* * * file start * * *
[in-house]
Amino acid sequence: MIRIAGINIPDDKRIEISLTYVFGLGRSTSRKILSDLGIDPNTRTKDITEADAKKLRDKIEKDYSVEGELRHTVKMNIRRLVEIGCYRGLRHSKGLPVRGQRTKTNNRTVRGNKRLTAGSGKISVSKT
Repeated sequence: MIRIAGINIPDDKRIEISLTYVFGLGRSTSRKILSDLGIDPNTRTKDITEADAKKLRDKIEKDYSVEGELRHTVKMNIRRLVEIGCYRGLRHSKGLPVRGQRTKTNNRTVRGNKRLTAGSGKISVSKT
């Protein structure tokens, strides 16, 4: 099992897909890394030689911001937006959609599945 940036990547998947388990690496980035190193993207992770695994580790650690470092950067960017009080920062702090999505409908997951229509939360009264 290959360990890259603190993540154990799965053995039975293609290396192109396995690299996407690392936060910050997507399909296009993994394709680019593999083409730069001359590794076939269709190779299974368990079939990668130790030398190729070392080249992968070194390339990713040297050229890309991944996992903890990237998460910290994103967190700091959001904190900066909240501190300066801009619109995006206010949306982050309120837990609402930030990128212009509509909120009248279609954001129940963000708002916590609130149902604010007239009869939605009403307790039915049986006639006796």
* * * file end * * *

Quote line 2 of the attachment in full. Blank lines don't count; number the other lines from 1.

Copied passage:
Amino acid sequence: MIRIAGINIPDDKRIEISLTYVFGLGRSTSRKILSDLGIDPNTRTKDITEADAKKLRDKIEKDYSVEGELRHTVKMNIRRLVEIGCYRGLRHSKGLPVRGQRTKTNNRTVRGNKRLTAGSGKISVSKT